From 11:00PM PDT on Friday, July 1 until 5:00AM PDT on Saturday, July 2, the Shmoop engineering elves will be making tweaks and improvements to the site. That means Shmoop will be unavailable for use during that time. Thanks for your patience!
Although Dolly is not a strict believer in the Church, she believes in setting a good example for the children and so decides in late May to take them to communion.
Everything went very well, except that at lunch Grisha, her son, has to be punished for not listening to the governess. He is not allowed any dessert.
Dolly wants to persuade the governess to relent, but on her way to find the governess she finds Tanya, here daughter, sneaking pudding to Grisha.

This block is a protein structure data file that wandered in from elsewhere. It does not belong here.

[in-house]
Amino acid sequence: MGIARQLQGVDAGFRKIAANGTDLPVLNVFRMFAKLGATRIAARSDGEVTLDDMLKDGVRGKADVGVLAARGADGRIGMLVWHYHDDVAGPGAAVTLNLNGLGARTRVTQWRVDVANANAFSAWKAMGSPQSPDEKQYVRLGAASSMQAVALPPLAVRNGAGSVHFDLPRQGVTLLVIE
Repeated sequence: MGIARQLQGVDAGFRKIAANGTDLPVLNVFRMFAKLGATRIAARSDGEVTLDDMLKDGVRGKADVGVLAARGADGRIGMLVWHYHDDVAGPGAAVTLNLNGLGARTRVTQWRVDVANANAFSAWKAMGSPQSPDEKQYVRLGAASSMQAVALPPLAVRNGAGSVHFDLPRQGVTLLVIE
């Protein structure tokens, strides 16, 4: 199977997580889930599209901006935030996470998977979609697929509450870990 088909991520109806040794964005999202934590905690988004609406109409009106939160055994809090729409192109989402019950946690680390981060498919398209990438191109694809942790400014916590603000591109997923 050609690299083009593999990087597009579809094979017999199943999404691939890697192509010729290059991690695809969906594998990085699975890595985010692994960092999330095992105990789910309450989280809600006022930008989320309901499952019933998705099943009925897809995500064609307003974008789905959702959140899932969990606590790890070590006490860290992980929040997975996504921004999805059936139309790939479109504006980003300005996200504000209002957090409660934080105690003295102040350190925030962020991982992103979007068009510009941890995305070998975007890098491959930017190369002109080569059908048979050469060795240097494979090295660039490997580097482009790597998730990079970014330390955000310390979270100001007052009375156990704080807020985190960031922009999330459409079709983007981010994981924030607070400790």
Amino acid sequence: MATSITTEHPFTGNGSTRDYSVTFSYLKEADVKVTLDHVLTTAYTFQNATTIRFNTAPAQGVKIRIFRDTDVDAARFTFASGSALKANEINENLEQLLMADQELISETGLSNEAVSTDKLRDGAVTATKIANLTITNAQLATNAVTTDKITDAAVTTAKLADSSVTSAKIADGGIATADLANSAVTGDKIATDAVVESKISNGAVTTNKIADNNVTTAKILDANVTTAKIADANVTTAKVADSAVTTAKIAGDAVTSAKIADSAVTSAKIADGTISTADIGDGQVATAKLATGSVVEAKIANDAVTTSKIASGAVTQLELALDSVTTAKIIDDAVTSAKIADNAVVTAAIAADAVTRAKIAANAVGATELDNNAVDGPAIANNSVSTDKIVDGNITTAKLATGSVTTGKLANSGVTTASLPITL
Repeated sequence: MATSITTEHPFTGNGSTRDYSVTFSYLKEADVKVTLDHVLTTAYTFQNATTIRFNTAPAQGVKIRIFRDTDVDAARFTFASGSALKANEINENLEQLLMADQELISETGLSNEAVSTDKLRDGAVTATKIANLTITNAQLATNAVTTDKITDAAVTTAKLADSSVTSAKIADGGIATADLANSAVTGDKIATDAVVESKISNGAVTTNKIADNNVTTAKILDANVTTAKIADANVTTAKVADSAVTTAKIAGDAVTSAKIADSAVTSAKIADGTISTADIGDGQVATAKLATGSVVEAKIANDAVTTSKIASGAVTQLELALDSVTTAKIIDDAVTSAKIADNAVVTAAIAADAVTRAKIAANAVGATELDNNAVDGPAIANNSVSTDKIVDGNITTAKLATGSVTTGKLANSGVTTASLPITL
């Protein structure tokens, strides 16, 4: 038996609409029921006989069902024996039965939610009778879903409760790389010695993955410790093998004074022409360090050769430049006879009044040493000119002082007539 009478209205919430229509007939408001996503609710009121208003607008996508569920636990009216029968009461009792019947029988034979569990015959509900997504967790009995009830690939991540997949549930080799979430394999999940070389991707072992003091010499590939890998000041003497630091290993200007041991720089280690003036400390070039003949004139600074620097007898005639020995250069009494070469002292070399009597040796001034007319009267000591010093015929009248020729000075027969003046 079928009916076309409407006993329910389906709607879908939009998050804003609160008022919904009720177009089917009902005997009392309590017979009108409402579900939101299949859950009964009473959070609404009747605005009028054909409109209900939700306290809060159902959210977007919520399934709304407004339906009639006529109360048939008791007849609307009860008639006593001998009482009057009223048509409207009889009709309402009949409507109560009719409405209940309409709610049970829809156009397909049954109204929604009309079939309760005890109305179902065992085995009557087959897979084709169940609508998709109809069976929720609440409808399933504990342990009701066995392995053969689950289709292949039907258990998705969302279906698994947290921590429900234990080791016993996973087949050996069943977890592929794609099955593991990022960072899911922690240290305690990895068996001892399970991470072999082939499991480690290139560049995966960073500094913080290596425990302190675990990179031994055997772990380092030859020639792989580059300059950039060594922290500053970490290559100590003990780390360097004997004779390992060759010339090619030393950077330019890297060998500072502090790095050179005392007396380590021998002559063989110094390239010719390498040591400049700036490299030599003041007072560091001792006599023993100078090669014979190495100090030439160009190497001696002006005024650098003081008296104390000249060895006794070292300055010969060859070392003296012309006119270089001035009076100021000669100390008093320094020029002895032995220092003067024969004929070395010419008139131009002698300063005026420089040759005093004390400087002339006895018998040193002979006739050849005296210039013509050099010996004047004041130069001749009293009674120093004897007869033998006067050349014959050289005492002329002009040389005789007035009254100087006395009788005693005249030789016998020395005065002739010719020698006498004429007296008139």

The whole scene is adorable, and Dolly is not angry.
Everyone goes out to the bathhouse for a swim.
There are several peasant women gathered, and Dolly, hearing their conversation, begins to join in. She is flattered by their sincere admiration for her children, and their concern over the young ones' health.
Dolly bonds with these women because their interests are so much the same as her own: what kinds of illnesses have the children had? How often does her husband visit? And so on.